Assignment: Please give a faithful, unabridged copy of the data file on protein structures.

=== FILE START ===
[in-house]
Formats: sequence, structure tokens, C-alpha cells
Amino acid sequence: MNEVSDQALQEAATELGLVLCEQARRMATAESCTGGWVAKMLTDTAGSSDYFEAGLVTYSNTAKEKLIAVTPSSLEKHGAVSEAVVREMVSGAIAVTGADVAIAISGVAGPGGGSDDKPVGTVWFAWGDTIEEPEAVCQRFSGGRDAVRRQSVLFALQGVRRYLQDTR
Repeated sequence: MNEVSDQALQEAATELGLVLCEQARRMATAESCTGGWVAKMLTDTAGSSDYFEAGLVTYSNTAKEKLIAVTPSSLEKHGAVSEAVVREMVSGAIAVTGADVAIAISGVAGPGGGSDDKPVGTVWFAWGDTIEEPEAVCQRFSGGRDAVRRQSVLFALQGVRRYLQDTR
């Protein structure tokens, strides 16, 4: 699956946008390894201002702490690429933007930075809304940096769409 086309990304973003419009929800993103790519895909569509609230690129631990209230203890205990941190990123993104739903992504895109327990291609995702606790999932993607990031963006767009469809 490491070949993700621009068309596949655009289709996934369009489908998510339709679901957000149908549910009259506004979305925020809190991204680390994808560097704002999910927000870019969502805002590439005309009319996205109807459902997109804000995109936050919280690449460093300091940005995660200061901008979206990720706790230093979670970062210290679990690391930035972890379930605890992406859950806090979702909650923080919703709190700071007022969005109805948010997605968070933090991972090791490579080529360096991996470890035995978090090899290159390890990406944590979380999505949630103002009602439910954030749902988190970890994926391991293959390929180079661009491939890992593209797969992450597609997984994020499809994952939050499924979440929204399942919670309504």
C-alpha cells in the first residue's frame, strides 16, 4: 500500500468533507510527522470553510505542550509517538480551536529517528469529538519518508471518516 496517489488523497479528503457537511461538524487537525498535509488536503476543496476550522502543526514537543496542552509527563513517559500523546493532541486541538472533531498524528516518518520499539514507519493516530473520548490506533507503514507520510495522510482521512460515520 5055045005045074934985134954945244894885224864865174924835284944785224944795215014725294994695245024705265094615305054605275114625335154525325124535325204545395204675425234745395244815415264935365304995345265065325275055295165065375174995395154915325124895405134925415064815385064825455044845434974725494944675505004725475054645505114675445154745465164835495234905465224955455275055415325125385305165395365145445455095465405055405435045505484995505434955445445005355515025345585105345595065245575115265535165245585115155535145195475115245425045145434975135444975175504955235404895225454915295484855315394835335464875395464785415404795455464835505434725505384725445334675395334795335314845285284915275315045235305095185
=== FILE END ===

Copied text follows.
[in-house]
Formats: sequence, structure tokens, C-alpha cells
Amino acid sequence: MNEVSDQALQEAATELGLVLCEQARRMATAESCTGGWVAKMLTDTAGSSDYFEAGLVTYSNTAKEKLIAVTPSSLEKHGAVSEAVVREMVSGAIAVTGADVAIAISGVAGPGGGSDDKPVGTVWFAWGDTIEEPEAVCQRFSGGRDAVRRQSVLFALQGVRRYLQDTR
Repeated sequence: MNEVSDQALQEAATELGLVLCEQARRMATAESCTGGWVAKMLTDTAGSSDYFEAGLVTYSNTAKEKLIAVTPSSLEKHGAVSEAVVREMVSGAIAVTGADVAIAISGVAGPGGGSDDKPVGTVWFAWGDTIEEPEAVCQRFSGGRDAVRRQSVLFALQGVRRYLQDTR
């Protein structure tokens, strides 16, 4: 699956946008390894201002702490690429933007930075809304940096769409 086309990304973003419009929800993103790519895909569509609230690129631990209230203890205990941190990123993104739903992504895109327990291609995702606790999932993607990031963006767009469809 490491070949993700621009068309596949655009289709996934369009489908998510339709679901957000149908549910009259506004979305925020809190991204680390994808560097704002999910927000870019969502805002590439005309009319996205109807459902997109804000995109936050919280690449460093300091940005995660200061901008979206990720706790230093979670970062210290679990690391930035972890379930605890992406859950806090979702909650923080919703709190700071007022969005109805948010997605968070933090991972090791490579080529360096991996470890035995978090090899290159390890990406944590979380999505949630103002009602439910954030749902988190970890994926391991293959390929180079661009491939890992593209797969992450597609997984994020499809994952939050499924979440929204399942919670309504």
C-alpha cells in the first residue's frame, strides 16, 4: 500500500468533507510527522470553510505542550509517538480551536529517528469529538519518508471518516 496517489488523497479528503457537511461538524487537525498535509488536503476543496476550522502543526514537543496542552509527563513517559500523546493532541486541538472533531498524528516518518520499539514507519493516530473520548490506533507503514507520510495522510482521512460515520 5055045005045074934985134954945244894885224864865174924835284944785224944795215014725294994695245024705265094615305054605275114625335154525325124535325204545395204675425234745395244815415264935365304995345265065325275055295165065375174995395154915325124895405134925415064815385064825455044845434974725494944675505004725475054645505114675445154745465164835495234905465224955455275055415325125385305165395365145445455095465405055405435045505484995505434955445445005355515025345585105345595065245575115265535165245585115155535145195475115245425045145434975135444975175504955235404895225454915295484855315394835335464875395464785415404795455464835505434725505384725445334675395334795335314845285284915275315045235305095185